Numerous spirit beings (ranks of gods) exist, and some people can perceive them directly 

Spiritual phenomena (archetypes) are more real than physical phenomena 

Spirit worlds exist and can be studied objectively 

Some people develop special powers that give them access to hidden or occult knowledge (many Waldorf teachers possess such knowledge) 

The natural world is a place of illusion (maya); in some sense, the physical world is unreal 

Various forms of "earth spirits" or "nature spirits" exist (gnomes, fairies, undines...) 

Natural and organic things are vastly preferable to anything manufactured (even if nature itself should be viewed askance) 

Mysterious, paranormal, and mystical phenomena (fabulous animals, flying saucers, ghosts...) are probably real 

Myths, legends, and even fairy tales are essentially true; the beings described in them really exist at some level 

The ancients were wiser than modern humans 

Modern science is faulty and unreliable 

Modern technology is faulty and wicked (do not watch TV, avoid computers...) 

Modern culture is depraved; modern art forms are perverse and harmful 

Most people in the modern world are spiritually and even mentally blind; their values and thoughts are generally shallow, empty, and damaging 

The arts have spiritual — even magical — powers 

Intellect and the brain generally do not bring us truth 

Imagination and intuition are preferable to the rational use of the brain 

Truth is chiefly found through emotion (soul life is emotional life) 

ESP or clairvoyance is probably real 

Dreams can be reliable sources of knowledge 

Meditative exercises improve the soul (I was assigned several) 

Spiritual states can be manifested or incarnated through certain bodily disciplines, such as the unique form of movement taught in Waldorf schools (eurythmy)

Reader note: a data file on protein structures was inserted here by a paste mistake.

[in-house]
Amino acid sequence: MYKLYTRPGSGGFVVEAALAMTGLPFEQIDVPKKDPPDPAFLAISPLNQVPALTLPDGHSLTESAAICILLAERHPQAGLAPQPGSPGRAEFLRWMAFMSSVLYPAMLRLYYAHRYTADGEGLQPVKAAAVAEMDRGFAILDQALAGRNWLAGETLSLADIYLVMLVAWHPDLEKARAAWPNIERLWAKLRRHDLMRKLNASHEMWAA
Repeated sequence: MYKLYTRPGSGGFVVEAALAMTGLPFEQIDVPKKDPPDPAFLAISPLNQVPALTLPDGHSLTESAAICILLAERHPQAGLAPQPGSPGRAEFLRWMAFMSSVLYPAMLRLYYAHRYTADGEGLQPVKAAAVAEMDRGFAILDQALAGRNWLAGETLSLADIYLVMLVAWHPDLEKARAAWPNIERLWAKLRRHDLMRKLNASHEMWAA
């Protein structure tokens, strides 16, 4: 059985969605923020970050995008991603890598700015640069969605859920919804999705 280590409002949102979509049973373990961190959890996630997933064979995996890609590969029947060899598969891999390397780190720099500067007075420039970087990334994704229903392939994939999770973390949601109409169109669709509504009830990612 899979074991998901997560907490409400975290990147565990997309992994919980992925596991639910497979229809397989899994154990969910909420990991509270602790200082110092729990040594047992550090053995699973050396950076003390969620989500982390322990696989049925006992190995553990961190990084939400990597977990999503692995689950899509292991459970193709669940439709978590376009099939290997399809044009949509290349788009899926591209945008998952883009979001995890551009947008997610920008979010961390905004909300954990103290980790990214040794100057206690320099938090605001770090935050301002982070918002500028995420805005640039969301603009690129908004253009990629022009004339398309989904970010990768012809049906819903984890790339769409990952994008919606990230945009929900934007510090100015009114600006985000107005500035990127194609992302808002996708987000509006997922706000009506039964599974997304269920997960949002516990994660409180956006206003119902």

The stars and planets have esoteric powers (astrology) 

Humans are evolving, but not in the way Darwin described 

There are deep mental and spiritual differences between races 

Different races have significantly different blood types (do not accept blood transfusions from “lower” races) 

Animals evolved from humans, not vice versa 

We are subject to karma or fate or destiny 

We probably have multiple lives (reincarnation)

It is possible to commune with spiritual beings and with the dead 

Christ is extremely important, but churches generally misrepresent him 

All religions are fundamentally alike — all reflect the same spiritual realities (which are bodied forth in Waldorf schools) 

Church attendance is not generally necessary, but reciting prayers written by Rudolf Steiner is spiritually productive (many of our teachers, while clearly spiritual, belonged to no church; but they led us each morning in reciting Steiner-written prayers) 

True religion is an inner process of personal revelation; nonetheless, guidance by spiritual masters is needed 

Waldorf schools are unique, pure refuges in a nasty, violent world 

If I had tried to put together such a list soon after leaving Waldorf, it would have been much shorter. Only decades later, having studied Anthroposophy in some detail, do I understand that virtually all of my boyhood beliefs — which I thought had arisen from my own heart and soul — came from Anthroposophy. At age eighteen, as a newly fledged Waldorf graduate, I did not recognize how thoroughly my Waldorf teachers had influenced me. I was a junior mystic, an apprentice transcendentalist, and I thought that my opinions and prejudices were beyond argument — they went without saying — they were implicitly and unquestionably True. I came out of Waldorf both insufferably cocksure and woefully misguided. (And benighted and adrift.) I did not realize that my views resulted from a long, systematic, quiet process of indoctrination. Steiner taught that the best thoughts are "living thoughts" (thoughts from the gods, thoughts that are virtually gods in and of themselves). in practice, in reality, the "living thoughts" that I possessed were the thoughts that had been conveyed to me, below the level of conscious awareness, by my Waldorf teachers and their practices.